Ladbrokes loses £54m tax avoidance case

By Gareth Bracken
Operator Ladbrokes has lost a £54m tax avoidance court case.

The bookmaker has been stopped from reclaiming the corporation tax by a tribunal, which agreed with HM Revenue and Customs' assertion that the avoidance scheme used was barred by law.

The 2008 scheme saw two companies in the Ladbroke group (Ladbroke International and Travel Document Service) enter into specially-designed arrangements so that an artificially manufactured fall in the value of the shares in one company created a loss in the other for tax purposes.

The group suffered no real economic loss overall.

Avoidance just doesn’t pay – we win around 80% of cases taxpayers choose to litigate and many more concede before litigationJim Harra
“Avoidance just doesn’t pay – we win around 80% of cases taxpayers choose to litigate and many more concede before litigation," said HMRC director of business tax, Jim Harra.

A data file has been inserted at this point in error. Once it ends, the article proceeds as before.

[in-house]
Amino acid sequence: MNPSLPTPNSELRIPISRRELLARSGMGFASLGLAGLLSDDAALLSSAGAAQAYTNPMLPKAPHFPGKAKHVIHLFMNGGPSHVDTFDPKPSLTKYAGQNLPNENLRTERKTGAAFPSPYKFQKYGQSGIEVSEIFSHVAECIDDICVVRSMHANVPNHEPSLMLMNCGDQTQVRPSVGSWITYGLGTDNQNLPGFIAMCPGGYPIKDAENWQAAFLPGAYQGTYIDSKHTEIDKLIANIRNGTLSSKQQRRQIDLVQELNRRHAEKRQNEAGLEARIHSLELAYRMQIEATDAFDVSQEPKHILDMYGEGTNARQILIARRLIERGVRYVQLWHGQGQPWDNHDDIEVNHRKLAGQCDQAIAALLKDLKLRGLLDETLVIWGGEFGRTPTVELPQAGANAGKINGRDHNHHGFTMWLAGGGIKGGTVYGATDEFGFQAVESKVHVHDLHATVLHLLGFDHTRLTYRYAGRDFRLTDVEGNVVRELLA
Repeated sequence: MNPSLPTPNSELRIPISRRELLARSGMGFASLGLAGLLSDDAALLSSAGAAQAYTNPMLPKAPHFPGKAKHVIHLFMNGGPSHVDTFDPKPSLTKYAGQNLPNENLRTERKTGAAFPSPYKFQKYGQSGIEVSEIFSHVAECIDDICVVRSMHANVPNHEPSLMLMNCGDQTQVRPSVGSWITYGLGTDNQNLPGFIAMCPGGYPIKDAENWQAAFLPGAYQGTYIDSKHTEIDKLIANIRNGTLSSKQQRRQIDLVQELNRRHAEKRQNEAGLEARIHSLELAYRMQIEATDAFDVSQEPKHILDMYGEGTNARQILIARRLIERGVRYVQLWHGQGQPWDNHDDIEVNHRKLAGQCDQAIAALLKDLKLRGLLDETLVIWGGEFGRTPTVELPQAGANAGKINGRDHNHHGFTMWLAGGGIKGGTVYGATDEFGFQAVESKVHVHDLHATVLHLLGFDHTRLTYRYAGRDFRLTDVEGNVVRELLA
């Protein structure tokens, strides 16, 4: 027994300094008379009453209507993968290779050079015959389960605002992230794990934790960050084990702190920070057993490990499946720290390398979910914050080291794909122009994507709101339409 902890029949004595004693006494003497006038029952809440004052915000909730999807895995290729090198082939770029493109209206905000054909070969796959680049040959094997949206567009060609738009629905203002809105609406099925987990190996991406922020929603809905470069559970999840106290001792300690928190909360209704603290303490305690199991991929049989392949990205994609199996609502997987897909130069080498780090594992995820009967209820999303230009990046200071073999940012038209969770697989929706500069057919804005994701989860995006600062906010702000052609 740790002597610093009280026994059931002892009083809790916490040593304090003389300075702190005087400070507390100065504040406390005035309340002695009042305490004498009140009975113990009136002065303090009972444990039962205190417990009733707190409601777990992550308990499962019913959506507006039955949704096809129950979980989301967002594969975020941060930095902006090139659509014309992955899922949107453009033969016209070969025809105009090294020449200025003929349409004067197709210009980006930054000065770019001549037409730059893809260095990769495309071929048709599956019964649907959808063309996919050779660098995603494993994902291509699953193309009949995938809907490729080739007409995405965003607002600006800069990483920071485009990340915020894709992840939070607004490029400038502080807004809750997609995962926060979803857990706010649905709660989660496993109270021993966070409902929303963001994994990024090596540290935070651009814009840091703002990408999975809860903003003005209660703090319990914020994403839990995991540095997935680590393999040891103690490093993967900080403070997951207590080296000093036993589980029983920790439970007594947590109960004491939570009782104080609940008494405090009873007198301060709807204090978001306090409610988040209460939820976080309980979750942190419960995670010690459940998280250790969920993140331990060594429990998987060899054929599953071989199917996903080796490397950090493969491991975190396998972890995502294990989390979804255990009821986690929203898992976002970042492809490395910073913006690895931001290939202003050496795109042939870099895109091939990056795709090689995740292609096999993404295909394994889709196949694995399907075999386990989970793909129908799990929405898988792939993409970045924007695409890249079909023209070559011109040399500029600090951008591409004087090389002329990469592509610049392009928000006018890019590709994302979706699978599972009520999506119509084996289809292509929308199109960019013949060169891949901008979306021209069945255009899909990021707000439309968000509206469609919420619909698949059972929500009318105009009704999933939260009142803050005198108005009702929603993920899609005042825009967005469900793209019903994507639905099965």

"We will uncover the avoidance schemes and contrived structures designed to minimise tax and we will challenge them.”

A Ladbrokes spokesperson said: “We believed we had a strong argument in this case.

"We're now considering our options with regards to a possible appeal.”

HMRC reports that there were 11 users of this type of scheme, seven of which conceded before tribunal, paying the tax they owed.

The remaining three cases are worth £112m of tax.

HMRC states that the related loophole was closed in 2008, with the relevant legislation strengthened in 2009.
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